Have you considered the weight that your non-verbal communication has on the image you project at the office or in business? Your non-verbal messages account for seventy percent of your communication, with your verbal messages coming in a distant second at twenty percent and your message tone accounting for ten percent of the weight of your communication.
The moment you walk into a room, people size you up — from head to toe. When you extend an interviewer or business prospect a limp handshake or can’t look them in the eye, they form an opinion of you. The remainder of the conversation is used to gather information to verify their opinion. You’ve heard the expression, “First impressions are lasting.” This is a fact.
Body language is a powerful expression of passion, attitude and suggestion. Listening to a good speech can be inspiring, but watching the performer deliver the speech is what causes us to take action. We catch their energy, feel their emotions and are captivated by their physical appearance, facial expressions and body language.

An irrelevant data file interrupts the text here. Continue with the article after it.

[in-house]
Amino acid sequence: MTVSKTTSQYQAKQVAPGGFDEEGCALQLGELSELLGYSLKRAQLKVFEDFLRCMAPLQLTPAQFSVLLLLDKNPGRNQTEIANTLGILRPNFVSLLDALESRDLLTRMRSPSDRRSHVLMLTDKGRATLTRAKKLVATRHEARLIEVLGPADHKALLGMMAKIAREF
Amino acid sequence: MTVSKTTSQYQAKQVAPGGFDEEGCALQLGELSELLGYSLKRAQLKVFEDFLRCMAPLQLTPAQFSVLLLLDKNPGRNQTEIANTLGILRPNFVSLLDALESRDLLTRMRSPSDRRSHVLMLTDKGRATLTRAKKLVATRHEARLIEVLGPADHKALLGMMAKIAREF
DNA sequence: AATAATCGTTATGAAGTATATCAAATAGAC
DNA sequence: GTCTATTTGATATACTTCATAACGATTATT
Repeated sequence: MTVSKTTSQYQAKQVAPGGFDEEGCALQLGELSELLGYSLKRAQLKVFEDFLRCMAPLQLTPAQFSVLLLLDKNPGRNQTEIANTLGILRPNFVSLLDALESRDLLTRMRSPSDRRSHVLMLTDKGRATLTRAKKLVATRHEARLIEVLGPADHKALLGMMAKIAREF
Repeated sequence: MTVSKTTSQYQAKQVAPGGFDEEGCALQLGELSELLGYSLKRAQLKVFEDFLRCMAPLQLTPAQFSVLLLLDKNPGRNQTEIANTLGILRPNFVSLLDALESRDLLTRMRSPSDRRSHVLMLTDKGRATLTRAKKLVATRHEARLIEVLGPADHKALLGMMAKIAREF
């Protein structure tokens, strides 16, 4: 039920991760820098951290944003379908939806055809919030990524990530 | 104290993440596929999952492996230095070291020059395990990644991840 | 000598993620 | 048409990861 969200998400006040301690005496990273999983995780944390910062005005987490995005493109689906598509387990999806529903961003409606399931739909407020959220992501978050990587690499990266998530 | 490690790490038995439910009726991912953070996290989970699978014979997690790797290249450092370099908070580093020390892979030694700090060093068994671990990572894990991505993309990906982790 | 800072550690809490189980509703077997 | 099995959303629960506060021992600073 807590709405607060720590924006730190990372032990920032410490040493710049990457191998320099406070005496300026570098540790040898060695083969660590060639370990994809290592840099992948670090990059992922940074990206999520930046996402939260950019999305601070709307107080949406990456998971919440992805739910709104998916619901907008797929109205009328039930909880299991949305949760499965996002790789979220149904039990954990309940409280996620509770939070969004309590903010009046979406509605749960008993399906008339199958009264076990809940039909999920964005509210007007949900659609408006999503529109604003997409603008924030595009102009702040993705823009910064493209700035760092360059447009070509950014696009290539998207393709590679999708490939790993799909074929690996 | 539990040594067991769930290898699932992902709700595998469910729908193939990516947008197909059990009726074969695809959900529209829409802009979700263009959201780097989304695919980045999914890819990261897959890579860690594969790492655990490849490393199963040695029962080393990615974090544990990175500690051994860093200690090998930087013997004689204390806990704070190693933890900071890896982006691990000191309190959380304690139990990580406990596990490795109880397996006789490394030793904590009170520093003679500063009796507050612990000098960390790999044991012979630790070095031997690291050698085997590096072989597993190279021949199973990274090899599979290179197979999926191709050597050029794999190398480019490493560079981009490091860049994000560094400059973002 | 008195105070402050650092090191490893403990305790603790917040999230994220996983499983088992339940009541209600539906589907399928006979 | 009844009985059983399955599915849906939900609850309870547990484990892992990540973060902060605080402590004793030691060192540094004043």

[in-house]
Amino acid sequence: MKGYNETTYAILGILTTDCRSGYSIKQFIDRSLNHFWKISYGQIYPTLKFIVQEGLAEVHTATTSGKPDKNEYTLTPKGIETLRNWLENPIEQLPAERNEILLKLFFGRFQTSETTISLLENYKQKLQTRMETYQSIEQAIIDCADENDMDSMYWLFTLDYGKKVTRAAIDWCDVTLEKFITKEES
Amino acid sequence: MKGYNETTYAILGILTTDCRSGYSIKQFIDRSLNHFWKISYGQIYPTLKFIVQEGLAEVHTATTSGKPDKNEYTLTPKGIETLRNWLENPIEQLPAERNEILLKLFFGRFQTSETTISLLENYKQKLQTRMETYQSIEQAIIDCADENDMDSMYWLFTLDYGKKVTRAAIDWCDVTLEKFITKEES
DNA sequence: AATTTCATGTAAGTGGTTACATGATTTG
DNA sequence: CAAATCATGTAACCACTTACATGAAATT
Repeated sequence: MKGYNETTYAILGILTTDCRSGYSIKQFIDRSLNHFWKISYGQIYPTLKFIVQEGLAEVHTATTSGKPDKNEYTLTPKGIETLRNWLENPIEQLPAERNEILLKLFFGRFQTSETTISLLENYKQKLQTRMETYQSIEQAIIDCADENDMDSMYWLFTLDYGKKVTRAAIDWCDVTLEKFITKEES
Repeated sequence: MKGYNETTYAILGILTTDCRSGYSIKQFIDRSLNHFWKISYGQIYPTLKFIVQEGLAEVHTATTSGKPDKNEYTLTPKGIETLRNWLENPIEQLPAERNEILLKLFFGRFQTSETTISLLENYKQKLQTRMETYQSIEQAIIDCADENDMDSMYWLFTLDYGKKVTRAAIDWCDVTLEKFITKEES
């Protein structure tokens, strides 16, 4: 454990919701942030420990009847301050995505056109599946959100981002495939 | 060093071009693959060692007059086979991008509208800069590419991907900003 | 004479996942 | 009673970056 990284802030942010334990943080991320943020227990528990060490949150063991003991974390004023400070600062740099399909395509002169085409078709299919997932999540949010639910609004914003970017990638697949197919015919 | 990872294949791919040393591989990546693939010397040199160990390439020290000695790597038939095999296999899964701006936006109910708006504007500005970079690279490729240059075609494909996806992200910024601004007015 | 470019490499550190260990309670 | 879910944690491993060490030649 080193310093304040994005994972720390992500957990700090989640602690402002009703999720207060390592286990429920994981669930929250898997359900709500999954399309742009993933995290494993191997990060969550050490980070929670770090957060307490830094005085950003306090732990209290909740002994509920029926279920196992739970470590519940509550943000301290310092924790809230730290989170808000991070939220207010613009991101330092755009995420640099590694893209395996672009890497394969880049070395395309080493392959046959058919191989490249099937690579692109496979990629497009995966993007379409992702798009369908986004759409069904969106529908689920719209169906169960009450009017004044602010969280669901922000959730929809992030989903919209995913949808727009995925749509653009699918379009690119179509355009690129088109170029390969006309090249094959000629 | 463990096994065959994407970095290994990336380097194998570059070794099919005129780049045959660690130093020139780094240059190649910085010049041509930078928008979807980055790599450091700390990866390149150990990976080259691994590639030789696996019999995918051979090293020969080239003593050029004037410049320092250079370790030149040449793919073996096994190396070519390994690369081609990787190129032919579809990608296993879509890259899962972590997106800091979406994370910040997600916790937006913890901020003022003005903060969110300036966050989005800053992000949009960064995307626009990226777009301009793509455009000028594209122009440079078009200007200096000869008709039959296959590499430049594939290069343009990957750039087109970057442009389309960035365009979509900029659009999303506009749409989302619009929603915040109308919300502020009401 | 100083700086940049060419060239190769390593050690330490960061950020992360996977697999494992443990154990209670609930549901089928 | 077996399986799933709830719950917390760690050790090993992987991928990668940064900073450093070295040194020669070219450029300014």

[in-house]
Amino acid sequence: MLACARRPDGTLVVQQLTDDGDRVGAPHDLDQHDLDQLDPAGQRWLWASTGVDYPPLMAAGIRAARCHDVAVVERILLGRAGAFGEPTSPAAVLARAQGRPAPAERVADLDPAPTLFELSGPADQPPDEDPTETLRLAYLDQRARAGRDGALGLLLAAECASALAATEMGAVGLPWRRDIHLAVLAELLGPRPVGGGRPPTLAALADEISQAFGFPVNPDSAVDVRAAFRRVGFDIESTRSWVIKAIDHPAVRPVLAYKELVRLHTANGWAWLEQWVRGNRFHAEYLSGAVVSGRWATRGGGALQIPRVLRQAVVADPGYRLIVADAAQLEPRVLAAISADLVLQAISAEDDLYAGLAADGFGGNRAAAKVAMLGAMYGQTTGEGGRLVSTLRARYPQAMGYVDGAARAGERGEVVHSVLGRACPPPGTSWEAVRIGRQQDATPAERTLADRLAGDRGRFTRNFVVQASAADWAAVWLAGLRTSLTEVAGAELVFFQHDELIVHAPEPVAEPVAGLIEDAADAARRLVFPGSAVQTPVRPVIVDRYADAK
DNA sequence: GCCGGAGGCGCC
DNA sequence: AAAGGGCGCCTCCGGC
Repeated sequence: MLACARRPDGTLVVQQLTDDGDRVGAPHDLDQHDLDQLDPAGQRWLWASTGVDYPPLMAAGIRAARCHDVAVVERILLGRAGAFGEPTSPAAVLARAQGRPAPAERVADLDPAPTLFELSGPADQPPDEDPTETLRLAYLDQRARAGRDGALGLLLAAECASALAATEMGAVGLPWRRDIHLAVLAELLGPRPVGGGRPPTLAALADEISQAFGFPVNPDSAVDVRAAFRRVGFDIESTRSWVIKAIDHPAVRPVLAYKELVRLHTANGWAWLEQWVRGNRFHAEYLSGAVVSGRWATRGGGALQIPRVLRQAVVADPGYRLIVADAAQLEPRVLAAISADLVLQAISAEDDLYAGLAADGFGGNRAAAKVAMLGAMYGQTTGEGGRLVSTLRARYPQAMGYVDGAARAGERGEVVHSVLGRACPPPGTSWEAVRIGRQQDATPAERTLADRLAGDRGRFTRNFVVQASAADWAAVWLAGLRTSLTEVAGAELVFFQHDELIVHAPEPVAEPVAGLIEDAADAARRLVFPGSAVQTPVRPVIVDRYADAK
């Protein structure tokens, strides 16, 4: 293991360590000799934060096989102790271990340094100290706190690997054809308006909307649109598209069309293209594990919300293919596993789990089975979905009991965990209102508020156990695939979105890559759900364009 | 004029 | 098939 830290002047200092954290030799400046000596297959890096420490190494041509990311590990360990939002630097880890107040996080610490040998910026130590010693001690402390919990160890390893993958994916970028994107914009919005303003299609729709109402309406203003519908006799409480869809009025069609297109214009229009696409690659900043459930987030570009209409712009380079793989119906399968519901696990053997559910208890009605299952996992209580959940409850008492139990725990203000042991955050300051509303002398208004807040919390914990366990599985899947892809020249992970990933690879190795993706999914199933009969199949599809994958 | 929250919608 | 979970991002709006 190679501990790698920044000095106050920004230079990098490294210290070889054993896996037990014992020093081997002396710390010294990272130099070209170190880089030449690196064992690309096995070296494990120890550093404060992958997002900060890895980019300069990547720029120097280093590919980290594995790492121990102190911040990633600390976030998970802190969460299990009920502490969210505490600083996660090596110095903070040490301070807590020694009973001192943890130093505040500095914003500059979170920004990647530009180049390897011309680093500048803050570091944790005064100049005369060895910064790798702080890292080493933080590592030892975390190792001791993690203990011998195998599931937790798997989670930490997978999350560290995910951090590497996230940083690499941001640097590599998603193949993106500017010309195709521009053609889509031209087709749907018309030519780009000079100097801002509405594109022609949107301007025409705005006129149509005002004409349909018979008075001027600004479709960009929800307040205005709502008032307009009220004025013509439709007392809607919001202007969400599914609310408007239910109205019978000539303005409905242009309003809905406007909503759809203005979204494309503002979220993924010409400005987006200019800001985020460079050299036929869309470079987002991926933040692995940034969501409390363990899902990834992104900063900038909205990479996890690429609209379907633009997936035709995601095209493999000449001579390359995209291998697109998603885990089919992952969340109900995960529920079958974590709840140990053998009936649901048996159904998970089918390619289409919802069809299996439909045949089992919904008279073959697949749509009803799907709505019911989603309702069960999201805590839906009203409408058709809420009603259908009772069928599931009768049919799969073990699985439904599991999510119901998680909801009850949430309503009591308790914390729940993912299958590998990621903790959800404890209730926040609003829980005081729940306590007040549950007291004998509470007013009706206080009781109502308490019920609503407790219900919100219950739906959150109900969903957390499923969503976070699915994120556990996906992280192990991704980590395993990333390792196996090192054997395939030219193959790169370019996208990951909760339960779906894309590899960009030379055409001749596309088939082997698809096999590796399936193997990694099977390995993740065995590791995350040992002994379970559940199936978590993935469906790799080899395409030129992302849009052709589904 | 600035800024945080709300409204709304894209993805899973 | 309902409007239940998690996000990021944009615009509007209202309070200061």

That same type of non-verbal communication is applied in the business world. Regardless of how well a performer you might be, performance is only the entrance ticket. It will get you through the gate and onto the playing field, but there are unwritten rules that you must follow if you expect to rise above the competition. You might say that’s unfair. After all, you were taught from an early age that, if you work hard you’ll get ahead. But, not only must you work you hard, you must work smart as well. As essential as hard work is, image is often the tie-breaker when the decision comes down to several good candidates.
You might feel that your experience, intellect and education are your ticket to success. The truth, however, is that you can have more degrees than a thermometer (pun intended!) and not get invited into the “club.” There are other factors that must be considered, including the culture in which you wish to engage. Most people focus more on what they will say in a given situation and place less emphasis on non-verbal communication. By all means, learn the language — for example, you should know when it’s more appropriate to use the term ‘investment’ versus the term ‘price.’ But the greater weight of importance in your communication tilts toward that which is not vocalized-your attire, hair, posture, demeanor, timeliness, poise under pressure, team player, etc.
There is a good reason Image Consultants are in high demand. People are investing their resources in discovering ways to give themselves a competitive advantage — in life and work.
What image do you project at the office or in a business meeting? What messages do you convey as a first impression? My challenge to you is to review the elements of communication and the weight given to each: 70% non-verbal, 20% verbal and 10% tone. Start using them as a measure for empowering yourself to win in the game of life and in business.